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Tweets from President Trump masked with warnings imposed by Twitter stating that they may be incorrect. Photo: Robyn Beck/AFP via Getty Images

This week's election count is already giving the large tech platforms a taste of their future content-moderation challenges.

The state of play: Each day is proving harder than the last for internet gatekeepers amid swirling conspiracy theories, misinformation from elected leaders and growing violent speech from pockets of the far right.

In addition to the new measures put in place by Facebook:

  • After former Trump adviser Steve Bannon said that Anthony Fauci and FBI director Christopher Wray should be beheaded, Twitter banned the account tied to Bannon's radio show. Google’s YouTube took down a video of the comments and blocked the account from uploading videos for a week.
  • Twitter continued to aggressively label tweets from the Trump campaign and allies and put a warning on a post from Donald Trump Jr.slowing its spread. However, the campaign took to tweeting statements via screenshots, which seemed to successfully dodge action from Twitter (though those posts aren't spreading as fast).

Between the lines: The pressure isn't limited to social media, as traditional media outlets also struggle to deal with the president's evidence-free charges undermining trust in the election.

  • MSNBC, for example, cut away almost immediately from Trump's White House appearance Thursday, with NPR also quickly pivoting to a fact check.
  • Other networks, including CNN, carried the full address, but then immediately pointed out the falsehoods it contained.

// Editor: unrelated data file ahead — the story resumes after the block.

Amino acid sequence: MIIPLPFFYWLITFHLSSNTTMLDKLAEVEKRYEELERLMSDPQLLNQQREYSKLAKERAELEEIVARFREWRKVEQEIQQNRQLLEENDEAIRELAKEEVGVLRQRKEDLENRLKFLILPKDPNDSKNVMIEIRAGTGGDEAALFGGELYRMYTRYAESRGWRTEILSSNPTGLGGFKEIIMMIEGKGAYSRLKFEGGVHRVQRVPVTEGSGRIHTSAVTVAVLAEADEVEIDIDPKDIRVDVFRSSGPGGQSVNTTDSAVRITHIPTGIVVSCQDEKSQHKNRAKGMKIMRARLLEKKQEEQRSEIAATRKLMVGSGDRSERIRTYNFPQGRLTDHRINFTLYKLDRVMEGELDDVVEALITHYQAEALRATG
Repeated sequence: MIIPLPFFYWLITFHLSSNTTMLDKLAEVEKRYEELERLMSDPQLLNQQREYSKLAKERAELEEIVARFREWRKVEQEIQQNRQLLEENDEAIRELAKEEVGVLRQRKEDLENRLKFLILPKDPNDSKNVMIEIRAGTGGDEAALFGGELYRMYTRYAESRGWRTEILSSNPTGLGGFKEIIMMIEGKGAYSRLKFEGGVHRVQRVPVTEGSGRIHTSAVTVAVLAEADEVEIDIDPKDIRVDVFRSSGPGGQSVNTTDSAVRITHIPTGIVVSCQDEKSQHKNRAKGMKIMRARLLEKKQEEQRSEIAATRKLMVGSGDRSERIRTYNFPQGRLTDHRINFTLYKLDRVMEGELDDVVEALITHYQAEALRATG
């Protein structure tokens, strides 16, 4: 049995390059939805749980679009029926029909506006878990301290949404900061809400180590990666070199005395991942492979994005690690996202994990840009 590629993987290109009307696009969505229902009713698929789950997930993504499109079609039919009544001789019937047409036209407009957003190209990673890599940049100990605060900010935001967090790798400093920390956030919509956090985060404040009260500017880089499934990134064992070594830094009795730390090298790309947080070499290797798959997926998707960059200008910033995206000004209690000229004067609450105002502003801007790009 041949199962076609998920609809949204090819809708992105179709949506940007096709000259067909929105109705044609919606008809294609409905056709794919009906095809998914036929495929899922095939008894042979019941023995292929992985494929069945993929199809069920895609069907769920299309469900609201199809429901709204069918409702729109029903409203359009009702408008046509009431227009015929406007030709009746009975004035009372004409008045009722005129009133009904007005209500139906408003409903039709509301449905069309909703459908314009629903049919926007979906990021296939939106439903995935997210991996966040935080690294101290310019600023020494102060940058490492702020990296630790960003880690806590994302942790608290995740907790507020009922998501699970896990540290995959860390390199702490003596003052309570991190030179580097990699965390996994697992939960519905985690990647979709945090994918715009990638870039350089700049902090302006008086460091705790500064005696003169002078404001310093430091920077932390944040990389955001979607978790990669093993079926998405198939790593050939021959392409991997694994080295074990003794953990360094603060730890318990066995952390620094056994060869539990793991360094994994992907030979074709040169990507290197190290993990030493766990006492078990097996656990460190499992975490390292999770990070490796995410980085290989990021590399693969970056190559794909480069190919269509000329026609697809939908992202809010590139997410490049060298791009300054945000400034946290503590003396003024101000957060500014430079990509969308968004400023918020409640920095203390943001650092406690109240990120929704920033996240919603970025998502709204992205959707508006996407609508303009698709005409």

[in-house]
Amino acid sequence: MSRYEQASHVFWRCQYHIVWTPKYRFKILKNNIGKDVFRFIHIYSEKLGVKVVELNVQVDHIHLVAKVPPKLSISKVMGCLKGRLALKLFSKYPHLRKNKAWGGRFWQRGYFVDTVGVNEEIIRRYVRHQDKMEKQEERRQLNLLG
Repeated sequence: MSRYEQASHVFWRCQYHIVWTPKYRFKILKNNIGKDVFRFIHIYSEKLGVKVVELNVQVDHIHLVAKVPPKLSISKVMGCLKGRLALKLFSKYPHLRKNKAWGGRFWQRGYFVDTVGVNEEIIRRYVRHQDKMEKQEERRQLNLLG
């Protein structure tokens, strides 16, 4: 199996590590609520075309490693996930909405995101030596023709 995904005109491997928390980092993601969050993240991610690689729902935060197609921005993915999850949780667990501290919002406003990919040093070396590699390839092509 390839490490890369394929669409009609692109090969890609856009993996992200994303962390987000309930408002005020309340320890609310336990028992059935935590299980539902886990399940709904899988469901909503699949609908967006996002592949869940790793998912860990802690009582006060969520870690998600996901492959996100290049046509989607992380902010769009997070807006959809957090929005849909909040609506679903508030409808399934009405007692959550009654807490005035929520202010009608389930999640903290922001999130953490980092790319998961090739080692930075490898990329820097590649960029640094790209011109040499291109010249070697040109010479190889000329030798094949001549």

Meanwhile, fresh questions arose about whether video of Trump's speech itself should be removed from social media. USA Today pulled the video off its site, with its editor saying "our job is to spread truth — not unfounded conspiracies."

Go deeper

Dec 1, 2020 - Politics & Policy

Exclusive: Don Jr. tells Georgia Senate voters that Trump is on the ballot

Photo: Eva Marie Uzcategui T./Anadolu Agency/Getty Images

In a six-figure radio ad being released in Georgia today, Donald Trump Jr. tells the state's voters that the U.S. Senate — and his father's accomplishments — are on the line during January's special election, according to audio obtained by Axios.

Why it matters: Trump Jr.'s first of many advertisements in the Georgia Senate races argues the race isn't just about electing the Republican incumbents, but also about preserving President Trump's agenda.

Biden plans to ask public to wear masks for first 100 days in office

Joe Biden. Photo: Mark Makela/Gettu Images

President-elect Joe Biden told CNN on Thursday that he plans to ask the American public to wear face masks for the first 100 days of his presidency.

The big picture: Biden also stated he has asked NIAID director Anthony Fauci to stay on in his current role, serve as a chief medical adviser and be part of his COVID-19 response team when he takes office early next year.

What COVID-19 vaccine trials still need to do

Illustration: Sarah Grillo/Axios

COVID-19 vaccines are being developed at record speed, but some experts fear the accelerated regulatory process could interfere with ongoing research about the vaccines.

Why it matters: Even after the first COVID-19 vaccines are deployed, scientific questions will remain about how they are working and how to improve them.